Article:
ICYMI: The 10 Best Health Stories from February

The MD Magazine editors rounded up the 10 best stories from the past month – did you read them all?

Sometimes there’s just so much news that it’s impossible to digest it all. But have no fear — MD Magazine’s editors selected the 10 best stories from February so you can still be in the know. From monumental surgeries to a new HIV prevention method to a hospital cyberattack, the past month has been anything but boring. Did you read them all?

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Harold Fernandez, MD, was just 13 when he and his 11-year-old brother started the journey from a small town in Colombia to the United States. Despite arriving as an undocumented immigrant Fernandez worked his way through some of the best schools in the country to become a top doctor in his field.

>>> Watch the exclusive interview.

The only doctor to ever be convicted of murder for recklessly prescribing drugs in the United States was sentenced today to 30 years to life in prison.

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Johns Hopkins University has been granted approval from the United Network for Organ Sharing (UNOS) to be the first hospital in the country to perform HIV-positive to HIV-positive organ transplant — which up until recently was not allowed.

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A plastic surgeon and colleagues conducted an investigation in Rome, Italy to uncover what health condition the great artist Michelangelo suffered from — and they believe that they found the answer.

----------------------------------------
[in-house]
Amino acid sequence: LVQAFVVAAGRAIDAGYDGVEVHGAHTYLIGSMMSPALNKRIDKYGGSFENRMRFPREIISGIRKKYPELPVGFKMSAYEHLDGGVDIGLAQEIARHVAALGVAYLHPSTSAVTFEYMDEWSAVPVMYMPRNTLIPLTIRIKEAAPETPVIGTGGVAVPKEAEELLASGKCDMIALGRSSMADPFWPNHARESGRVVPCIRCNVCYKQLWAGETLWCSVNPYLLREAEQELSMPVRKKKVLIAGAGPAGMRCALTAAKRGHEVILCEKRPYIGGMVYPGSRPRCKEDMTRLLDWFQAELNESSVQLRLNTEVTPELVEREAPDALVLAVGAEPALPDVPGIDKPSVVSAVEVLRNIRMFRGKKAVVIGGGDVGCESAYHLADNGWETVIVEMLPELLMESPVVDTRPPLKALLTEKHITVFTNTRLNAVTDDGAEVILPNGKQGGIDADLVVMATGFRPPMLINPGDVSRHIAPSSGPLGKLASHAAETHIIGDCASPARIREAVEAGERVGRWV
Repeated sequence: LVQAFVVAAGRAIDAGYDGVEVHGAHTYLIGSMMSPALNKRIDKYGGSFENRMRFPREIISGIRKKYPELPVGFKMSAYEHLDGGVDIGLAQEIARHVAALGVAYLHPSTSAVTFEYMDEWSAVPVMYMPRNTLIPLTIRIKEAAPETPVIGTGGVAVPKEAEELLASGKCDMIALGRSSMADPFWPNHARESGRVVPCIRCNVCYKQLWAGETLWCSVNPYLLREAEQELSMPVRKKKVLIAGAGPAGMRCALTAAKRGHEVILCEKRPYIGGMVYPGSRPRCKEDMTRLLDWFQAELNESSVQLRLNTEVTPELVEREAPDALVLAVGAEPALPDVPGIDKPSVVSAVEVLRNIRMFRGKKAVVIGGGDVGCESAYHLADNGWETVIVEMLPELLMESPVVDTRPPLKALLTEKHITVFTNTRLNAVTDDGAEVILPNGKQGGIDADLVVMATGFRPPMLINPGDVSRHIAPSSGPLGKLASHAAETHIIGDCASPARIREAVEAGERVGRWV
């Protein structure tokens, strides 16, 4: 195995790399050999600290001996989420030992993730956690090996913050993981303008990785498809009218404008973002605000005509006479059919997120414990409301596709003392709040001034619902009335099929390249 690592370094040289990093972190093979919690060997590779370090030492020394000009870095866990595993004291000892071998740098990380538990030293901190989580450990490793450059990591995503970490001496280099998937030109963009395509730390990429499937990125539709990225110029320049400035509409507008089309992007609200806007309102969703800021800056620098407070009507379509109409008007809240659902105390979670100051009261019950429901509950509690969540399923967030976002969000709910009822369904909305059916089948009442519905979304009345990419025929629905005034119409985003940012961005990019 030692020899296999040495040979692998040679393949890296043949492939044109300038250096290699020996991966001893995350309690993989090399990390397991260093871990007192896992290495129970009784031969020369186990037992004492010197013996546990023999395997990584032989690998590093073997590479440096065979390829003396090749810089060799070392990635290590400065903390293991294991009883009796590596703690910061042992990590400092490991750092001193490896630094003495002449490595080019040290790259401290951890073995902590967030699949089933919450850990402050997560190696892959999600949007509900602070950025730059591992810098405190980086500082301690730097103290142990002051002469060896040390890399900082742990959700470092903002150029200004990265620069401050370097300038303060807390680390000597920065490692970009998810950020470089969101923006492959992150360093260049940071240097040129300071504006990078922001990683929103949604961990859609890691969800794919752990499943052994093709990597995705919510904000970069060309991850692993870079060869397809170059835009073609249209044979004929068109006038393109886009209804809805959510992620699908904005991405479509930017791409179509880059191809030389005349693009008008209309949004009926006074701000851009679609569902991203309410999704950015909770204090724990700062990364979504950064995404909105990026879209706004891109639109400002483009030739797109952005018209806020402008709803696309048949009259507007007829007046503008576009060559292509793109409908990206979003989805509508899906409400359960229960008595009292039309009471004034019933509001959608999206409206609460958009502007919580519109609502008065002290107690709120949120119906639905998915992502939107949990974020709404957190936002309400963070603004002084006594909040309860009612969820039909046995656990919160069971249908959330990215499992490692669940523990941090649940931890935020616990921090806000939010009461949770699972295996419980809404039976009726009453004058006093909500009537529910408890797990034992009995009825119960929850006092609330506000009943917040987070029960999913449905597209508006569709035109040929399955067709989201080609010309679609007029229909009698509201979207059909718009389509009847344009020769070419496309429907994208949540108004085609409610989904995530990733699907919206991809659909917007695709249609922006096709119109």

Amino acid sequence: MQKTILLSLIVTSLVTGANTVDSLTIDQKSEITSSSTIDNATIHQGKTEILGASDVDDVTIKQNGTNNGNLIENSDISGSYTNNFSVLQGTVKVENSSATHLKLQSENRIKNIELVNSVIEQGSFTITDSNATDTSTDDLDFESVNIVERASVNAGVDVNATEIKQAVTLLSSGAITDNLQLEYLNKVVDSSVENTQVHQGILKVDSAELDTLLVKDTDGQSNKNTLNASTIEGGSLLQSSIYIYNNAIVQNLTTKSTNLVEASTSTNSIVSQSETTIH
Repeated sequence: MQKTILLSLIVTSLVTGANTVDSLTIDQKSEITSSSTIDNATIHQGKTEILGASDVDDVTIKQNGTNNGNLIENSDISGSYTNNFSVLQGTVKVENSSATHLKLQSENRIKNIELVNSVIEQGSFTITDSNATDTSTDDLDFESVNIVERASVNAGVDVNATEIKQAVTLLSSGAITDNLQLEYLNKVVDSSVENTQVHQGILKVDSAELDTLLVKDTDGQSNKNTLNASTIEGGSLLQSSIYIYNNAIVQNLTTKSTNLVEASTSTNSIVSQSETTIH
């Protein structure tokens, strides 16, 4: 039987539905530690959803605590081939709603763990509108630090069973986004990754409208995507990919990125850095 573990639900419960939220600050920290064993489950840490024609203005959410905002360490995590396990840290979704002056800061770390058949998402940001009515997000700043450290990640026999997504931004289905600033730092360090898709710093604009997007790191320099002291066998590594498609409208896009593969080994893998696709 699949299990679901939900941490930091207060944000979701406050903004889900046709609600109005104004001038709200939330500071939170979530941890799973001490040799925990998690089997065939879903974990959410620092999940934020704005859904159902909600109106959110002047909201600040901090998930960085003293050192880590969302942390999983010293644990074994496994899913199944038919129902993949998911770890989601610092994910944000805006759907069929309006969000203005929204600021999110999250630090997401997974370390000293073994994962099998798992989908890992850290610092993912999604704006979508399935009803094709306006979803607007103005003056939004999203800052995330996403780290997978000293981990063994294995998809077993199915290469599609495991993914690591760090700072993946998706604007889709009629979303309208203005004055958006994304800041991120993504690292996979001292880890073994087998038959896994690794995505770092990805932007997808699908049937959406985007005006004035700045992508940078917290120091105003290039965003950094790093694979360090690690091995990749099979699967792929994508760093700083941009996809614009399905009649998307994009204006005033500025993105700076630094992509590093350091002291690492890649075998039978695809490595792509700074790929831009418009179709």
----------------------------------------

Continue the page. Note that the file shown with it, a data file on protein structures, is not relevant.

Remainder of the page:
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It is well-known that contraception is looked down upon by the Church. But during a multi-national Zika virus outbreak that has been tied to birth defects, even Pope Francis is giving the green light to the use of contraception in certain circumstances.

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Hollywood Presbyterian Medical Center in Los Angeles, CA paid nearly $17,000 in bitcoins to get hackers relinquish control of its hospital computer system. The case is the first publicized instance of a hospital victimized by ransomware.

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Antibiotics are essential for curing an array of conditions, but they may also be responsible for disrupting cognitive function in patients.

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In a finding that could help stop the spread of the human immunodeficiency virus (HIV) — particularly in Africa – researchers found that women who use a vaginal ring containing an antiretroviral drug, such as dapivirine, are about 30% less likely to contract HIV-1.

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In a decision on pediatric care that has dismayed autism advocates and some experts, a federal task force has ruled there is not enough evidence to show that screening all US toddlers for autism is a good idea.

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The benefits of coffee consumption have long been questioned, but now a new group of experts have given it the thumbs up.

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